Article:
And for God's sake, those who rate this anthology poorly (as I guess I sort of do) , but say it's because he is writing for money - that really makes me lol. The guy is worth something like $400 million. If YOU had $400 million, would you want to risk your reputation simply to make another lousy $20 million? Neither would I, and neither, I am sure, would Stephen King.
I think what happened with BAZAAR OF BAD DREAMS was, in large part, due to the relatively recent (about 8 years since first introduction) advent of electronic publishing in the form of Kindle singles. Prior to that, if one did not see one of SK's shorts in the original periodical that published it, one had almost no chance to read it (or even know about it) until it was collected into an anthology. But by the late 2000's, the Kindle and kindle reader app for all platforms allowed SK to publish gems like MILE 81, UR (a really great SF novella centered on the early Kindle that only SK could write), and DRUNKEN FIREWORKS as e-book singles, rather than holding them back for 10 years or so until he had accumulated enough for another anthology that might have been comparable to NIGHTMARES AND DREAMSCAPES, EVERYTHING'S EVENTUAL, JUST AFTER SUNSET or some of his others.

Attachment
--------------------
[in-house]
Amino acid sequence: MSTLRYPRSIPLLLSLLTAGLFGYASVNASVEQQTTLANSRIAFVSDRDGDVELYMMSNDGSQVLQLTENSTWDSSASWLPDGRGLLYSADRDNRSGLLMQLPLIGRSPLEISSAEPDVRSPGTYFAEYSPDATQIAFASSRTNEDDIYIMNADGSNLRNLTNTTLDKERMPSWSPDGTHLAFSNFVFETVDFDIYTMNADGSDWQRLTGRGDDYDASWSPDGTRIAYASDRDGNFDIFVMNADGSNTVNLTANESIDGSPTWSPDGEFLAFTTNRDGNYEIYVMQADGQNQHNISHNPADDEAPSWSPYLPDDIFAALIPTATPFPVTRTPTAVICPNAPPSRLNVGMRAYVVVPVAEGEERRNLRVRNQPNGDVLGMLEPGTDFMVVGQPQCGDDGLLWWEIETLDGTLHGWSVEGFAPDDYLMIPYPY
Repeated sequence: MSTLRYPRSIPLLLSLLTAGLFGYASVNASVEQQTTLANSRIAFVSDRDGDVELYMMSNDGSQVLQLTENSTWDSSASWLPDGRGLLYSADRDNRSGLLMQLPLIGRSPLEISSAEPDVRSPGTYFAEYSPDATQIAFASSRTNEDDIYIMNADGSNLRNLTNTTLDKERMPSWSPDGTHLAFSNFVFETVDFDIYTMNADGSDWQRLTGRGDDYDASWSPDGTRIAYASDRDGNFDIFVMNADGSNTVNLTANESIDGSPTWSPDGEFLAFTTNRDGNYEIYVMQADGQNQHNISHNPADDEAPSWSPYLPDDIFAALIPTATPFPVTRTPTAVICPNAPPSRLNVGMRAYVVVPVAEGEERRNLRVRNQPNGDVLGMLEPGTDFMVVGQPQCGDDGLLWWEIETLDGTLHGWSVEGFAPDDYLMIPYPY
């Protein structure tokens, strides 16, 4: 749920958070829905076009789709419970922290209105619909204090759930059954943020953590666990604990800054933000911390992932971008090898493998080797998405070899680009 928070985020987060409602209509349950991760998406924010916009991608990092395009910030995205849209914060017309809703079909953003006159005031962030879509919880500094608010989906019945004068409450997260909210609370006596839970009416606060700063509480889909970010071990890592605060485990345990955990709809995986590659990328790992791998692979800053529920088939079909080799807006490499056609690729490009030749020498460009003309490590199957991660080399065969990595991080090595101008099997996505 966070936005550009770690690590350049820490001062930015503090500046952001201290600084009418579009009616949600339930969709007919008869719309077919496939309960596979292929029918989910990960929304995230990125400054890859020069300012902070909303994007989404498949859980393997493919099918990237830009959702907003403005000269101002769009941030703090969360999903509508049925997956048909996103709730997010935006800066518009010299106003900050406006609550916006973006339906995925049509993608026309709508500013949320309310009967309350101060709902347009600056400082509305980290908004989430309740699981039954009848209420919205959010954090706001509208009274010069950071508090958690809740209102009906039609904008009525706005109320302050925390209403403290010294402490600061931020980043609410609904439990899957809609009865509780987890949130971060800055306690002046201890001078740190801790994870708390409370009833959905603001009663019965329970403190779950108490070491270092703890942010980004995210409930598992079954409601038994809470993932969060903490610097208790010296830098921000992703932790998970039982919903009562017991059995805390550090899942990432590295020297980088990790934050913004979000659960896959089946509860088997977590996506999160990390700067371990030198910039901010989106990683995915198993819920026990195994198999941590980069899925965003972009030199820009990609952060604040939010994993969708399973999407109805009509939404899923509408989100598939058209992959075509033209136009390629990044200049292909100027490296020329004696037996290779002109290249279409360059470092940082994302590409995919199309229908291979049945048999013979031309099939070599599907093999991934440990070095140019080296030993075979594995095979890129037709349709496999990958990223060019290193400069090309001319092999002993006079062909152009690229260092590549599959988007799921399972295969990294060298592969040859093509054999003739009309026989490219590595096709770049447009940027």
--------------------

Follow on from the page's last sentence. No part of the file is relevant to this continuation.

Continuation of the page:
So, in summary, if you've not read any of the stories in this anthology before, I would give it a solid 4 stars. Not 5, because some of the stories are weaker than average. But given what is left over after removing from consideration those stories that most of his "Constant Readers" like me have already bought and read, and going solely on the remaining short stories (and two very weak poems), I am sad to say that I think a 3 star rating is actually pretty generous.
Most Recent Customer Reviews
The book did get some bad reviews because it's a collection of short stories that...Read more